An Open Letter To Teachers: You Are Making A Difference


Some of the students with the longest odds are those who you impact the most as a teacher.

I moved to the border of Oklahoma City, Oklahoma from San Diego, CA at the very beginning of the 8th grade into a low socioeconomic neighborhood. The closest middle school to the area I moved was comprised of a melting pot of students, 94% of whom received free and reduced lunch as of 2012. Not long after moving into the neighborhood, I befriended a kid by the name of Sedarious. Sedarious and I began a friendship that grew as we spent countless hour playing basketball in my Uncle’s driveway or throwing a football in the yard. While spending time with Sedarious, he told me that there many of the kids who attended Webster that were in gangs and that it was not uncommon to find drugs at school.

 

While Sedarious wound up attending one of the lowest performing middle schools in the district, I had the chance to spend most of my 8th grade year at the best magnet middle school in Oklahoma City. Belle Isle Enterprise Middle School is a school that offered classes where students could receive High School credit, and even Latin. However, I didn’t finish the year at that school because I moved out of district and into a surrounding area. I never understood why I had the chance to attend a magnet school while he had to attend low performing middle school. I now realize that I had the chance to attend such a great school because my cousin attended the school and my Uncle vouched for me as an involved parent. When I was a Junior in college, my sister told me she ran into him and he told her that he had been in and out of jail for drugs and he never finished high school.

 

As I began my first year of teaching at Jefferson Middle School, a school 2.5 miles from the school that I had not lived far from as a teen, I thought about Sedarious and how similar we were as kids, as well as others that I used to know like him and I felt indignant. Why did I make it to college and graduate with a degree and honors, when he wound up in and out of jail? I had been on food stamps, been homeless, moved 3 times in 1 year, had an alcoholic father, and no one in my family had ever been to college. Belle Isle was simply a pathway to opportunity. It gave me a taste of what rigorous education and a great learning environment was like. It by no means was the reason for me succeeding, but it gave me a clearer picture of a good education. I now realize the reason for my success is not a school or an individual, but rather a group of people such as my 11th grade math teacher, Mr. Britt, my 12th grade Honors English teacher, Mrs. Hunt, and my 7th Grade AVID teacher, Mrs. Perez.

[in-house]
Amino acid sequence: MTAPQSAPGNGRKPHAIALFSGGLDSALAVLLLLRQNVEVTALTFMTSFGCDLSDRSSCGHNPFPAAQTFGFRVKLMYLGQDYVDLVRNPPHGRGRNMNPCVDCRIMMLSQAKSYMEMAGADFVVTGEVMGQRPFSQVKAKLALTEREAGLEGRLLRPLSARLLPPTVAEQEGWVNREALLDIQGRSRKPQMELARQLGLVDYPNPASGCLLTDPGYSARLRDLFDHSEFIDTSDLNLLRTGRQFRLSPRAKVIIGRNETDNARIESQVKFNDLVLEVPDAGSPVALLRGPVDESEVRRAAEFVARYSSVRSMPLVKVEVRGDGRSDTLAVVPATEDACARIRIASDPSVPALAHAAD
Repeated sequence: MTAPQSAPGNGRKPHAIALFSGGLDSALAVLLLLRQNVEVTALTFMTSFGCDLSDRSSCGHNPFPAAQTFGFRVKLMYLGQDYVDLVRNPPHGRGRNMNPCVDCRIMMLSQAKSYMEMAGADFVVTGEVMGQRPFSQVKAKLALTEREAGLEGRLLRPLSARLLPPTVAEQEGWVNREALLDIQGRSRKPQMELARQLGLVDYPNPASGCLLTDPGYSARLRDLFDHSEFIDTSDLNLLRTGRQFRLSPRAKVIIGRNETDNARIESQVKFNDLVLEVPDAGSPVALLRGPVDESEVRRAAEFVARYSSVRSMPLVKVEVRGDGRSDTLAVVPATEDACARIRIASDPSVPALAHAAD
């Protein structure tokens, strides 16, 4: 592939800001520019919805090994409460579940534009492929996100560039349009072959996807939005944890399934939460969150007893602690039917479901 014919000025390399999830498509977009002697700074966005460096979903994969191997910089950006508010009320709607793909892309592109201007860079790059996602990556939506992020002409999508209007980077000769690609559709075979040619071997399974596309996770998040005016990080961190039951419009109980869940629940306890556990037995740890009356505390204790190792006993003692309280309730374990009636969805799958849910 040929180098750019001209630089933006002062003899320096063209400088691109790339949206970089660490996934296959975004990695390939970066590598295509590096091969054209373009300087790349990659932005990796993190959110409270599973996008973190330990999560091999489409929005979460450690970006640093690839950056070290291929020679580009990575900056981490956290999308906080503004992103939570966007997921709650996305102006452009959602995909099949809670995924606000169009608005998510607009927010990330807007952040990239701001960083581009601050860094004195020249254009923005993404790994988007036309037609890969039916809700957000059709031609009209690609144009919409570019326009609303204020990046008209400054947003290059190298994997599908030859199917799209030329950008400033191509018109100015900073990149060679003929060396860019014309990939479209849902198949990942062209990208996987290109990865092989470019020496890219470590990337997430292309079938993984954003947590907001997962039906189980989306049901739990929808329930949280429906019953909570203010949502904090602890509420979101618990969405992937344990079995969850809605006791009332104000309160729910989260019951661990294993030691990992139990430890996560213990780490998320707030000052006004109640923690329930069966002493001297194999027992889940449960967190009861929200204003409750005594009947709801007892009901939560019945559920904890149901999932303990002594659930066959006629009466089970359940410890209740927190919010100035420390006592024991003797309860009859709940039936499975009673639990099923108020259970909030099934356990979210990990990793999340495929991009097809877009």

Everyday that I have walked the halls of Jefferson Middle School I encountered students just like Sedarious and myself. Those kids who want to strive for better, but have a hard time overcoming a litany of issues including: high mobility rate, parents in jail, homelessness, substance abuse, and a Spanish-English language barrier. I often times feel guilty because I was lucky enough to attain a college degree and not become another casualty of the broken education system. Knowing what is at stake for our kids because I have been in their shoes is why I have chosen to do this advocate for our students. I am but one of thousands of teachers who are too tired to wake up, but I force myself out of bed for morning tutoring I am motivated by what is at stake. And what is at stake is a shot at going to college, for some of them a shot at breaking the cycle of poverty, and for others a chance to love learning.

 

As I sat down to right this blog, I realized that what our kids need is not a Savior or someone to carry the burden of whether or not they succeed on their shoulders, they need a village of people and we are a part of that village that these students. We can’t carry that burden alone because when we carry that burden alone it can crush us. When I attempt to carry that weight on my shoulders many times it has crushed me, almost to the point of walking out of the classroom or even the brink of tears. I’ve felt disillusioned at various points as I know many teachers have when a student says, “I’m just going to drop out anyways.” Or when they show you complete and utter disrespect by pretending that they can’t hear your “explicit directions”. Even on the worst days, I have a moment or a glimmer of hope knowing the full potential of our students. My story is just one drop in the bucket when compared to countless similar stories like my own. To all teachers and advocates for our students, I want you to know that:

 

We are making a difference. You are making a difference. As I close I want to echo the words of the great Dr. Martin Luther King, Jr. in reference to our fight for our students success.

We must accept finite disappointment, but never lose infinite hope.

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